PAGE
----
Dear Annie: Please settle an argument. I’m graduating from college in a few weeks and have been dragging my feet about accepting a job offer — I’ve had three — because I dread the thought of being stuck in a cubicle. What I’d really like is a job that I could do from home, or even from the road if I’m traveling. Friends, however, tell me that companies where you can work from a remote location, or more than one, always require that you do some time in an office first. Is that true? — Footloose
Dear Footloose: You’ll be happy to hear that your friends are a bit behind the times. It’s true that, until recently, telecommuting was a privilege extended almost exclusively to people who had proven themselves in an office setting first, and maybe worked from home on a trial basis for a while until they demonstrated that they weren’t spending the day watching MacGyver reruns.
A few employers still approach telecommuting that way, but more and more, work is becoming untethered from the office, partly thanks to technology and partly because of Millennials like you.
“A new batch of college graduates is entering the workforce, and they’re demanding work flexibility,” says Sara Sutton Fell. She is CEO of FlexJobs.com, which lists flexible and telecommuting jobs. Fell says the number of these job postings went up 26% last year alone. FlexJobs’ database now has a database of about 30,000 companies, including positions at IBM, Apple, Amazon, Salesforce, American Express, and Aetna.
To give you an idea of the kinds of work you can do from home without doing time in an office first, here’s a current sampling:
- Teacher. Virtual teaching positions are proliferating as more private and public schools go online. Requirements are similar to those for classroom teaching jobs: A bachelor’s degree, state certification, and at least six months of student-teaching experience.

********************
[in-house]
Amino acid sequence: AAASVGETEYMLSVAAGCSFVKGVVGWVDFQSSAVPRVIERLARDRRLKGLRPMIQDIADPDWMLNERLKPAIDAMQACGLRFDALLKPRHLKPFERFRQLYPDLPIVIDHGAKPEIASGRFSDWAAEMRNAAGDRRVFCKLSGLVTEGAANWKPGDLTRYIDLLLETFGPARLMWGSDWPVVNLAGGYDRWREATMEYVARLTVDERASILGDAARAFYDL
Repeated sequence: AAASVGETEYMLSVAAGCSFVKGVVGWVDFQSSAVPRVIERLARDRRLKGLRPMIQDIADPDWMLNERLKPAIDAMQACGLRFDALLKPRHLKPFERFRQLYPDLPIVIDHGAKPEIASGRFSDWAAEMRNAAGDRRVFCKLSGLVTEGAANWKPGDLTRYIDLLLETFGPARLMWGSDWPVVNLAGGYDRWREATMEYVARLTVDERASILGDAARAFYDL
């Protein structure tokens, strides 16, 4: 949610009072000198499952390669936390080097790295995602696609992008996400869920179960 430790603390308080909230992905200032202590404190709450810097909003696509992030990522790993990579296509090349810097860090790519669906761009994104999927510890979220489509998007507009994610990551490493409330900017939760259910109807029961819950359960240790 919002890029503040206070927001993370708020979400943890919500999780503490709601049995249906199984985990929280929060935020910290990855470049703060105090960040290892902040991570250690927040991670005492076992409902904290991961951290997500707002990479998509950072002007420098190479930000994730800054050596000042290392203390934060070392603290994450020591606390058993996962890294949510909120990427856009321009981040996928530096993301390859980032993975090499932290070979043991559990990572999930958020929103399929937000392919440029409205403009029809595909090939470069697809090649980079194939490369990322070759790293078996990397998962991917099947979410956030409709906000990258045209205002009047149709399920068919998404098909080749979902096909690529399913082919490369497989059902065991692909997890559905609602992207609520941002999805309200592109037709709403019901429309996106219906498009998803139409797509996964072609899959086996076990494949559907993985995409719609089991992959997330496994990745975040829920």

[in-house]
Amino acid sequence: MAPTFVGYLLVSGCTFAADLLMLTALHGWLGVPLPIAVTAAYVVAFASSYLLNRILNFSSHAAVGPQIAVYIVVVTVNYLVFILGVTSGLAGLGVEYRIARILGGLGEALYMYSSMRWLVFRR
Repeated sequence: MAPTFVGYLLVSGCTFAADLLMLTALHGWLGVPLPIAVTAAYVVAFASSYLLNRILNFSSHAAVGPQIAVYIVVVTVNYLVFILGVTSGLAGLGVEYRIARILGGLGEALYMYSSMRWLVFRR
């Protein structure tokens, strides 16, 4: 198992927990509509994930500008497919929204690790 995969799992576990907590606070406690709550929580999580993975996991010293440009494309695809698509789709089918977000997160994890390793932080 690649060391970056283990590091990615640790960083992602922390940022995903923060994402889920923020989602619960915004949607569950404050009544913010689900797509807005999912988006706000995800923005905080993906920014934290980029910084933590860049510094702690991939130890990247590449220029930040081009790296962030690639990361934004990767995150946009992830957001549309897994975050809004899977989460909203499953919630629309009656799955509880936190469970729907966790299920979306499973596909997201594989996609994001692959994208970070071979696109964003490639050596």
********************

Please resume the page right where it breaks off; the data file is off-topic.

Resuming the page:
- Sales consultant. Here you’d be assigned to win new customers, and provide some service and support to existing ones, in a given region. Strong communication skills, problem-solving ability, and a willingness to travel required.
- Product associate. Sometimes called product managers, these folks conduct field research for sales and marketing departments and work with external vendors. Most openings require strong research and communications skills.
- Background investigator. You’d be working with clients to research, interview, and screen people for national security clearance. A bachelor’s degree (in any field) is a requirement, along with good communication skills.
- Translator. Jobs are always plentiful for people who are fluent in two or more languages and have an academic background in fields like science, engineering or health care. The role requires the ability to translate specialized technical jargon.
- Technical editor. Publishing companies and other businesses need people with backgrounds in software, engineering, and robotics to proofread and edit product manuals and other kinds of technical materials.
- Gaming support representative. Open to college grads who are also experienced gamers, these jobs require you to provide technical support and troubleshooting to fellow gamers.
Here’s another thought: Since you mention you’ve already received three job offers, have you talked with any of those employers about your reluctance to be “stuck in a cubicle,” as you put it? Most companies (84%) now allow or even encourage telecommuting for “some or select” employees, according to the latest survey on flextime and telecommuting from the Society for Human Resource Management.
Even better, almost as big a majority (70%) say they’re fine with telecommuting “on a regular basis” for any employee who can make the arrangement work. So, assuming you’re interested in one or more of the positions you’ve been offered, why not see if you can negotiate to work remotely? The deal might call for an agreed-upon period of getting your feet wet in an office first, but even so, it’s worth a try.
Talkback: Does your company encourage telecommuting? If you’ve ever done it, how did it work out for you? Leave a comment below.
Have a career question for Anne Fisher? Email email@example.com.